Living And Working In Sustainable Environments – Return Of Investment

The number of misinformation and the excuses used by propagates of the consume society to obscure or redefine the meaning of Return Of Investment or ROI is mind-boggling and so is the way purchasing departments have been conditioned to no longer believe that any lighting equipment can last beyond 3 years.
There is only one scientific way for ROI which will be discussed in this article ROI of Sustainable Environments, which clearly shows the payback can be significantly better than any conventional planned obsolescence model.
Major lighting operations usually have a maintenance budget to pay for the people and materials required to uphold the light levels that the organization has set or can afford. In a hotel or hospitality environment the MR-16 type light bulbs of conventional build last about 9 months and usually a crew of three to five people constantly run around from room to room and hallway to hallway to replace bulbs. However, once the crew is on board the maintenance people only look at the cost of the bulbs themselves rather than the peoples’ time to accommodate the process, which is a significantly higher cost.
Therefore, from a maintenance crew’s perspective the budget will only allow the lights to be replaced within the hardware replacement budget which does not allow the replacement of the fixture.
Organizational management usually has set aside funds to replace some or all of the lighting villas near hoskote fixtures every 3 to 5 years, to make sure the buildings do not become a fire hazard. It is generally assumed that the cost for the maintenance does not play into the fixture and fittings budget. It has become an accepted fact that fixtures do fail within that period and purchasers and planners have been conditioned for that to be the norm and not to be overcome.
With the application of today’s technology the perceived inevitable need to replace fixtures and or ballasts every 3 to 5 years, and the bulbs a few times more, no longer holds true. There is technology that can and will outlast 10 years while maintaining light output. However that technology is also at a higher initial cost but at a much reduced running cost in terms of energy use and maintenance.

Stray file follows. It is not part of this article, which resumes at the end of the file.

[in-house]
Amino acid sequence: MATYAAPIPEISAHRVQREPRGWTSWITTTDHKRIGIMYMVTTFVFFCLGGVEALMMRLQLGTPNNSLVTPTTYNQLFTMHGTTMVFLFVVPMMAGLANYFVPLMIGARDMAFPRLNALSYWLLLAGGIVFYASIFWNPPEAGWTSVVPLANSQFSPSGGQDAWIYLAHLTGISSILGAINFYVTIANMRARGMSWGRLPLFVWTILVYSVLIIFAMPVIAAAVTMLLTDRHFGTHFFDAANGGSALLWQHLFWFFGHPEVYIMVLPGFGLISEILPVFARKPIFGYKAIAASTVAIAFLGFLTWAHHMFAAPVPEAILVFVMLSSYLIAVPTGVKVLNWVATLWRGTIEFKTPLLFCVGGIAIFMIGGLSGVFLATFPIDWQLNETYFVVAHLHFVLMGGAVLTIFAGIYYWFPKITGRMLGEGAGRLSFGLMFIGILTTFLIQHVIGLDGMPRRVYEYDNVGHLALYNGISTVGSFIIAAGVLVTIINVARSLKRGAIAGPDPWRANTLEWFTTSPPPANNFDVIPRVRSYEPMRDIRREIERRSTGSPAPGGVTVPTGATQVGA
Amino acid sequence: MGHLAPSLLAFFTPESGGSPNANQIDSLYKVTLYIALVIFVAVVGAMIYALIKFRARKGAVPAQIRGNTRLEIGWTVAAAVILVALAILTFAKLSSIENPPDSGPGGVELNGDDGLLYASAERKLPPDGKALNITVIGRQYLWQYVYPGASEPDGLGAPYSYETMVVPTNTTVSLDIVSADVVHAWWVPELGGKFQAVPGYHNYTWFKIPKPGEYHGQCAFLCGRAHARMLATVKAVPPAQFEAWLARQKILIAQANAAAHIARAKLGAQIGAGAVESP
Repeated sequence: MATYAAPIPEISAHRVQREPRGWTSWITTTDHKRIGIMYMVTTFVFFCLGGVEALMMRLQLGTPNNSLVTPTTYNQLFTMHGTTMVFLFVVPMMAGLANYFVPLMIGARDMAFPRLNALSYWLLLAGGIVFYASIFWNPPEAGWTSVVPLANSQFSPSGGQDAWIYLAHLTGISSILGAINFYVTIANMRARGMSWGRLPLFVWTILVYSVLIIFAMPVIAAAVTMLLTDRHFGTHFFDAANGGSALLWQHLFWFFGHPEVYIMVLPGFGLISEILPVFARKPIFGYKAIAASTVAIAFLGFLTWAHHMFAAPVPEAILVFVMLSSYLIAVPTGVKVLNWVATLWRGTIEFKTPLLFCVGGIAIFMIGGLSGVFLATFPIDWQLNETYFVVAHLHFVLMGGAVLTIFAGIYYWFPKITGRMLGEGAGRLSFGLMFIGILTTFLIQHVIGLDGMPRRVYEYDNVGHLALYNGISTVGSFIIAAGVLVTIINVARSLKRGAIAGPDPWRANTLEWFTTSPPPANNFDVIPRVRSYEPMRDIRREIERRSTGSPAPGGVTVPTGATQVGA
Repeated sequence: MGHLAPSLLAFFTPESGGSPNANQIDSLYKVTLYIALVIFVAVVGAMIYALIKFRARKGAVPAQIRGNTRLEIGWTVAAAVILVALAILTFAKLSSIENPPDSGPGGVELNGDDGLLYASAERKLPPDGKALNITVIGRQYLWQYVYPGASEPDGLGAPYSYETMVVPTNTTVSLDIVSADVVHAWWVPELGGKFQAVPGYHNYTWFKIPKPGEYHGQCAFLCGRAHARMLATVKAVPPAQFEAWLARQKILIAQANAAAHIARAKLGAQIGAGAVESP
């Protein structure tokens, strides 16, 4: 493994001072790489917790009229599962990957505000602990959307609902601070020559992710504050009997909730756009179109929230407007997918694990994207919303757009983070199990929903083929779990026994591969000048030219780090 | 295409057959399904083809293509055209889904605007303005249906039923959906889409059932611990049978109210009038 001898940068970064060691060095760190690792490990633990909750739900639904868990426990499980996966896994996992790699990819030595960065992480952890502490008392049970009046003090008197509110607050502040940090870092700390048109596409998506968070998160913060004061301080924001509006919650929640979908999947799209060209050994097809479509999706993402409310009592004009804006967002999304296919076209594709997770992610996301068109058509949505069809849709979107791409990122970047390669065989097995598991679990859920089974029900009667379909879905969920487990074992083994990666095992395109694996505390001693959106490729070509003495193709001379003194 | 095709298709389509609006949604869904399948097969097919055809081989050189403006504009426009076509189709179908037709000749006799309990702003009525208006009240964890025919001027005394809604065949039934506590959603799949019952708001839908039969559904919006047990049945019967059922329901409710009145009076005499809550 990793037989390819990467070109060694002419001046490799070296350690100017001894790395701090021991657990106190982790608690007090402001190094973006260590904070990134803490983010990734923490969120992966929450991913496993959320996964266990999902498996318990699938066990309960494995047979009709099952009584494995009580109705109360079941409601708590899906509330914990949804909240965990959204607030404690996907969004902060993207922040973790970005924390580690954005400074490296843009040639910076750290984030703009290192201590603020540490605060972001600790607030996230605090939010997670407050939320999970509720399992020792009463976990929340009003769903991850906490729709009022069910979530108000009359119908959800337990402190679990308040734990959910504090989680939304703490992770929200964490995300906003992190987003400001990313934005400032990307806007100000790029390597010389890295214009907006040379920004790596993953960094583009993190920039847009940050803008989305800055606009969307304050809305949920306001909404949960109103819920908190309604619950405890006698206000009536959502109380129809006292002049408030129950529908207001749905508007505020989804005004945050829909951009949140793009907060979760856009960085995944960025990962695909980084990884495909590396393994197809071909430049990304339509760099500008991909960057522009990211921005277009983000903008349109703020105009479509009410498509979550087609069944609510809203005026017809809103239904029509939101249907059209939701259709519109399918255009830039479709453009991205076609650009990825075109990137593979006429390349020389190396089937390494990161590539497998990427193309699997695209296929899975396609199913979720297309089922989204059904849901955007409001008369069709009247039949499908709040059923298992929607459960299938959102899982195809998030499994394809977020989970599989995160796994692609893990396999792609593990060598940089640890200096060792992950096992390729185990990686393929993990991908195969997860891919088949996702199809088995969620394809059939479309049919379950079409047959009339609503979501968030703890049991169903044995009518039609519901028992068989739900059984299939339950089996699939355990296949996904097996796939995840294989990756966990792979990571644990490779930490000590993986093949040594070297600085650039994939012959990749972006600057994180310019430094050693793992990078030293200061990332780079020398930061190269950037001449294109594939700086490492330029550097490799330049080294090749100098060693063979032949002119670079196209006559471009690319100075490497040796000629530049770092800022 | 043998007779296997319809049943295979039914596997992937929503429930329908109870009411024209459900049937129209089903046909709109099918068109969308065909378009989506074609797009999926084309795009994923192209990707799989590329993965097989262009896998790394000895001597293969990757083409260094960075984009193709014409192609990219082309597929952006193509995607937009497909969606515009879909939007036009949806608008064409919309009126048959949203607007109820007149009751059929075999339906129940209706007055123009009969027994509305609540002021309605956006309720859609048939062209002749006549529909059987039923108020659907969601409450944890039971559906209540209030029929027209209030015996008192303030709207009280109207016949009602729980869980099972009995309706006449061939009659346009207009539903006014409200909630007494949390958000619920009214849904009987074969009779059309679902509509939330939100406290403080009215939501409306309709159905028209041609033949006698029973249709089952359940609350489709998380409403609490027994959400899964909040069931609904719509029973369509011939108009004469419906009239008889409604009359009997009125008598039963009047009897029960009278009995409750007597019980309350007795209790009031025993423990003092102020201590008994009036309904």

First Fundamental for Calculating ROI
The fundamentals of calculating ROI start with the assumption of how long the organization intends to hold or operate the asset that requires reliable lighting.
If the answer is one to three years, then the cheapest form of lighting may be the best way to optimize profits. Using the cheapest is clearly not the best way for the environment due to; excessive generation of waste, poisoning the environment with mercury and excessive energy use further requiring excessive air conditioning, if the lighting is for indoor spaces.
2nd Fundamental – The ROI time-span
You have to accept the realistic lifetimes of the lighting products proposed. Look at the warranties the manufacturers offer and that they are providing a believable warranty in your region of operation so that the warranty can be drawn upon should there be issues.
Presentations by the incumbent brands, that light loss of any technology is inevitable, are incorrect and deliberately mis-leading to allow conventional technology to have a justification selling as is to be used. However, if there is any justification not to use Energy Saving long life, no light loss technology, it is in the First Fundamental for Calculating ROI.
Determine if the Light Fixture or Air Conditioning units, as warranted by the manufacturer, outlast the structure or if the structure outlasts the life of the equipment. Whichever is the shorter is the ROI time-span to be used for the ROI calculation. All equipment, conventional obsolescence model and new technology permanent model, has to be measured against the longest ROI time-span.
New Construction for use of Owner
There is a significantly different approach for determining the type of fixtures used in new construction depending on whether the new construction is for an Owner Occupied, Long Term Managed or for flipping in a short period after completion. Therefore ROI is not an appropriate way in the determination of which type of fixtures to use but whether or not the builder or the owner has to care about ongoing maintenance and running costs. For Owner Occupied or Long Term Managed buildings, lower running costs for maintenance and energy will mostly justify the increase in upfront investment for longer life lighting fixtures and controls.

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